Investor coalition ‘disallows’ use of carbon removals in net-zero protocol
The UN-convened Net-Zero Asset Owner Alliance has published the third edition of its Target Setting Protocol, which reflects the latest science to deliver net zero without carbon removal schemes.
The UN-convened Net-Zero Asset Owner Alliance (NZAOA) has updated its Target Setting Protocol so that it “disallows” members from using carbon-removal schemes to achieve intermediary emission targets.
This is the third edition of the Target Setting Protocol published by the NZAOA, which sets out a pathway to reducing portfolio emissions for the 84 major institutional investors in the $11trn alliance, including Aviva, CDPQ and Dai-ichi Life.
While the first edition of the protocol focused on intermediate target-setting for the year 2025, the second edition outlined the ambition towards 2030. The third version reflects the latest science and expands methodological coverage across asset classes for target-setting.
It requires members to focus in the first instance on encouraging investee companies to prioritise emission reductions and “disallows” the use of carbon removal schemes to achieve intermediary emission targets that detract from these efforts.
This comes as concerns have been raised about the quality of some carbon-removal schemes and criticism of companies that buy carbon credits instead of addressing their carbon footprints.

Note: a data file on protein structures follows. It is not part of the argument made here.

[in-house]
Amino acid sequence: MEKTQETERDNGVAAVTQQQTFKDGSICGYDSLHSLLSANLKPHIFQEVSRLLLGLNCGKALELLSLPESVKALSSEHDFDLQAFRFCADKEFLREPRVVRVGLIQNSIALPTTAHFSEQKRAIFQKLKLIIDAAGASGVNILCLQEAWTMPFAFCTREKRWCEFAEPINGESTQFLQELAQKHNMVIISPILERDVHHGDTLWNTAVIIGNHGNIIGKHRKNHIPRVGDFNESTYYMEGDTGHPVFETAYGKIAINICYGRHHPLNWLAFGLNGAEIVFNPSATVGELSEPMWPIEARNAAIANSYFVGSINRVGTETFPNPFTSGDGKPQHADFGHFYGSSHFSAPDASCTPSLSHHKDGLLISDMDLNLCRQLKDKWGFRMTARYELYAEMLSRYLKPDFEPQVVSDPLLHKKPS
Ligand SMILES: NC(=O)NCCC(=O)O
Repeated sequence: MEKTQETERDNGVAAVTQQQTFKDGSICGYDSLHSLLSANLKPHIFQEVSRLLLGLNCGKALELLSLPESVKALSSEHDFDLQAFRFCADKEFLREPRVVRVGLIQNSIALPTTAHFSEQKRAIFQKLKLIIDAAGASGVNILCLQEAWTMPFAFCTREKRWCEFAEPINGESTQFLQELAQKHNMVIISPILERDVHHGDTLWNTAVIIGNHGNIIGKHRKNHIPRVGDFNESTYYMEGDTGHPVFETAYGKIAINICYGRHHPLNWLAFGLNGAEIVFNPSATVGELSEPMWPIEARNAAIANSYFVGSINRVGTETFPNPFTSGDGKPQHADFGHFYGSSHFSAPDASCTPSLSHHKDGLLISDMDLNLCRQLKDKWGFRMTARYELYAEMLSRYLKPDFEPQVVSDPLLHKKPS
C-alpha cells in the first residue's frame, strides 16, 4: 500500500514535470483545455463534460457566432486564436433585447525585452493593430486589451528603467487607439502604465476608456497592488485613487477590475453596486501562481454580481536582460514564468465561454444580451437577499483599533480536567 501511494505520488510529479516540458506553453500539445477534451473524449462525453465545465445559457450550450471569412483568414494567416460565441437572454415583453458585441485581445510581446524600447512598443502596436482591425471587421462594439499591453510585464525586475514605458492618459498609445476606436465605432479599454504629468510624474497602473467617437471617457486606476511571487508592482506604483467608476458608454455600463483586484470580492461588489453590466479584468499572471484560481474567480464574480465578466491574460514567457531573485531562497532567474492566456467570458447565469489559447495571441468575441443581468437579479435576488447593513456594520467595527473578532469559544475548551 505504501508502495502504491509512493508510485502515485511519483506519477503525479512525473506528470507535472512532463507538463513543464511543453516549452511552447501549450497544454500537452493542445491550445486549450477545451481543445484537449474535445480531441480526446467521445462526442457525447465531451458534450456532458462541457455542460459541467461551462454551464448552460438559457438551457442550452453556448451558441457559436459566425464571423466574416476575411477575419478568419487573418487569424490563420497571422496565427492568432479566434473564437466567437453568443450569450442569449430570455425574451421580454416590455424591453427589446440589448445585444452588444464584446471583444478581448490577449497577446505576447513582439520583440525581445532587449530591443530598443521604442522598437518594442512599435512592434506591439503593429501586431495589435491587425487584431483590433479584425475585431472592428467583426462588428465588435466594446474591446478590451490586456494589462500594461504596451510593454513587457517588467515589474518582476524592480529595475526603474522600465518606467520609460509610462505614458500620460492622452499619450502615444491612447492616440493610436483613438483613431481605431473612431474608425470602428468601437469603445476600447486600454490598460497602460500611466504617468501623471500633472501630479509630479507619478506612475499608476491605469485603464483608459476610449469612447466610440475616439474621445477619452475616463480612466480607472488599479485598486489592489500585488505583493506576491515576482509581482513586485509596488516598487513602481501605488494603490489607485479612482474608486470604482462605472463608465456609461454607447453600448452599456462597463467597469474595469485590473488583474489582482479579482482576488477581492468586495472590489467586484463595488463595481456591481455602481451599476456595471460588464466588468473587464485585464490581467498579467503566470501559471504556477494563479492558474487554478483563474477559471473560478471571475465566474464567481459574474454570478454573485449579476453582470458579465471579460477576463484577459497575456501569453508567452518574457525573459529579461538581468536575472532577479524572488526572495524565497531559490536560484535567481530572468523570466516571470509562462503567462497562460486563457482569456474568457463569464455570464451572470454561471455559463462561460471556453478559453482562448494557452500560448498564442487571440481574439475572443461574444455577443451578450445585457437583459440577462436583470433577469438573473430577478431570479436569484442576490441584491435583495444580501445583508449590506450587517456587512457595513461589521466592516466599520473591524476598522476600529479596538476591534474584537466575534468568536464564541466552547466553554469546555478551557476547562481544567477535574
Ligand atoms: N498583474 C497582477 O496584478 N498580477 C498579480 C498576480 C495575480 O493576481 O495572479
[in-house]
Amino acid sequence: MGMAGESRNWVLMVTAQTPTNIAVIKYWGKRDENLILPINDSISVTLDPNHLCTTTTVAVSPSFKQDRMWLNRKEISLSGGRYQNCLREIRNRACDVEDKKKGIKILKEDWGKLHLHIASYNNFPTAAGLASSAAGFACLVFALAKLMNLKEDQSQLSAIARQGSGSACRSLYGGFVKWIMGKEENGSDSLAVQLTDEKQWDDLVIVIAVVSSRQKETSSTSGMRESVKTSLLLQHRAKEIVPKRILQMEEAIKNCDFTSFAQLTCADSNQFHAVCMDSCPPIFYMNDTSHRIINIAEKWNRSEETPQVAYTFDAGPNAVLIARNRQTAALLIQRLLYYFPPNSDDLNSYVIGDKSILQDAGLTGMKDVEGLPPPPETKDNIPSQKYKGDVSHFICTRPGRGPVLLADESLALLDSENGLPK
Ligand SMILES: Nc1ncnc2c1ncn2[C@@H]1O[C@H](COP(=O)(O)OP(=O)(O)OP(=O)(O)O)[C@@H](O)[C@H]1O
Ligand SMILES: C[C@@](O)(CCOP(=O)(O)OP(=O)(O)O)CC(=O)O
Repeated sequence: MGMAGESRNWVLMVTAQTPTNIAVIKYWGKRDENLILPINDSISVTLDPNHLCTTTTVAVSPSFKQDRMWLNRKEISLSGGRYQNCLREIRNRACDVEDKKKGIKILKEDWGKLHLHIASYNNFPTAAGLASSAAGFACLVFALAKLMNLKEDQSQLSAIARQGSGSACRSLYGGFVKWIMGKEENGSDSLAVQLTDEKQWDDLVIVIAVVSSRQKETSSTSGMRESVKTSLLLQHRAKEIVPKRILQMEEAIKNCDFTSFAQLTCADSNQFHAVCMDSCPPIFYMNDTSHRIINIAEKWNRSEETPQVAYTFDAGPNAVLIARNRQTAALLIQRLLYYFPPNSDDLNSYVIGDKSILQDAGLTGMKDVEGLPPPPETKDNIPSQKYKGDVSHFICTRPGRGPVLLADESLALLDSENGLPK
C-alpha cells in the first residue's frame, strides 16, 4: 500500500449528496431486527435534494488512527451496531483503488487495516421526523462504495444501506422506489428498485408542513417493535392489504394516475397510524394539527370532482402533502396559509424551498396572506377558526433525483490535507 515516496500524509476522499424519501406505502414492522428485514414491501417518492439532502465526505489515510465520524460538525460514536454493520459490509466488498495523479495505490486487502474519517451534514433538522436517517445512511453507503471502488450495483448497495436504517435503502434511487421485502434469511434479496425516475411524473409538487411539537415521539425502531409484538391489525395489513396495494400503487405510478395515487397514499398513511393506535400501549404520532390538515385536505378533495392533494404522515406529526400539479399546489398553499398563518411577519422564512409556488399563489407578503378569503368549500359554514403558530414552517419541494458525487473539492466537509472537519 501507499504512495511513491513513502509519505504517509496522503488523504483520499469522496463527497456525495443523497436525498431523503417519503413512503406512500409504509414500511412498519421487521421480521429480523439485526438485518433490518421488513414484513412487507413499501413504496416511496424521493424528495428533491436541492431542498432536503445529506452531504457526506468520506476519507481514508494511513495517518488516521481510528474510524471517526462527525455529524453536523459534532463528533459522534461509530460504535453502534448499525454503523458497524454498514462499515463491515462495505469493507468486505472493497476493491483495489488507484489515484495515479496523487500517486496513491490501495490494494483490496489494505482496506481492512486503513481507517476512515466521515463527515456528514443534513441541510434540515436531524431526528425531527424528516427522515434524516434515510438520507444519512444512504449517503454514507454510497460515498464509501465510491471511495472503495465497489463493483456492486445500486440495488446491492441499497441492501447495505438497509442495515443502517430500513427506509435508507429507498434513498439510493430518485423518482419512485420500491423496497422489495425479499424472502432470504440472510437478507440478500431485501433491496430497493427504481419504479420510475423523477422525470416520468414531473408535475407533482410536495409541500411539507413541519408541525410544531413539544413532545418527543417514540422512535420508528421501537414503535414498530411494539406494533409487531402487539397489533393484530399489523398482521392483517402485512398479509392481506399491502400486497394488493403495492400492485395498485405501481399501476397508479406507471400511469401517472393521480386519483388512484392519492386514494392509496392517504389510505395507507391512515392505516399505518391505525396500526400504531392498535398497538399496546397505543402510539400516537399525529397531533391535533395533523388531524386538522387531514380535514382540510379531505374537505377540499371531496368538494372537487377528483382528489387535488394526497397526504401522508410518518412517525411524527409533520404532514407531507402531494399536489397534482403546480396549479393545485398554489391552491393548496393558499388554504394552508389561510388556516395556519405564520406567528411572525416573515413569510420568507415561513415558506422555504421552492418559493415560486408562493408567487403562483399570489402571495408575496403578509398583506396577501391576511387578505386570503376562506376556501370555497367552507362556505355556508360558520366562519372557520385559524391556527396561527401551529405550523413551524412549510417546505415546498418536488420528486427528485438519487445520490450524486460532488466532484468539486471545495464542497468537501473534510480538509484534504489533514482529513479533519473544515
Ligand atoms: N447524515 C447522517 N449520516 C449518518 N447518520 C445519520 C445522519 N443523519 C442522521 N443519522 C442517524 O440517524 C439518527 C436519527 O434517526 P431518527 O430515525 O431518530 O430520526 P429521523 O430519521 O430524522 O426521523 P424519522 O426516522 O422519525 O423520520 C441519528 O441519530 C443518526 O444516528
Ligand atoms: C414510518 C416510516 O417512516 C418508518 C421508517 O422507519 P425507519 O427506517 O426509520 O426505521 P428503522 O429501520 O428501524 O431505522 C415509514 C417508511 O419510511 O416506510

The NZAOA said: “Alliance members shall not use carbon removals for their own sub-portfolio or sector target achievement at this time or at any time before 2030, when the current protocol comes to term. Alliance members shall encourage investee companies to prioritise abatement.”
Private assets target-setting
The latest protocol also formulates the methodology for direct private equity investments and requires members to commence setting targets in 2023 and cover all new private equity assets by 2025.
Günther Thallinger, board member of Allianz SE and NZAOA, said: “The alliance continues to enhance depth and coverage with each edition of the Target Setting Protocol, aiming to build a coherent, consistent trajectory aligned to the demands of latest climate science.
“We are observing a divergence of real-economy emission pathways and scientific pathways for limiting temperature rise to 1.5°C. With this protocol, the alliance increases expectations for its members and calls on policymakers and corporates to move in line with science.”
Under the new protocol, members are asked to phase in target-setting on new commercial real estate loans and, for the first time, includes guidance on carbon accounting for sovereign debt.
The alliance has joined with Partnership for Carbon Accounting Financials and Assessing Sovereign Climate-related Opportunities and Risks (ASCOR) to develop the accounting and assessment standards respectively.
The NZAOA said: “Sovereign debt is a significant asset class for many asset owners and should, therefore, be considered in investment portfolio climate targets.
“Once finalised, the ASCOR project will provide a tool that gives investors a common understanding of sovereign exposure to climate risk and of how governments plan transitions to a low-carbon economy.”
The latest protocol also asks members to consider just transition impacts on their decarbonisation targets, ensuring the benefits of the low-carbon transition are widely and fairly shared.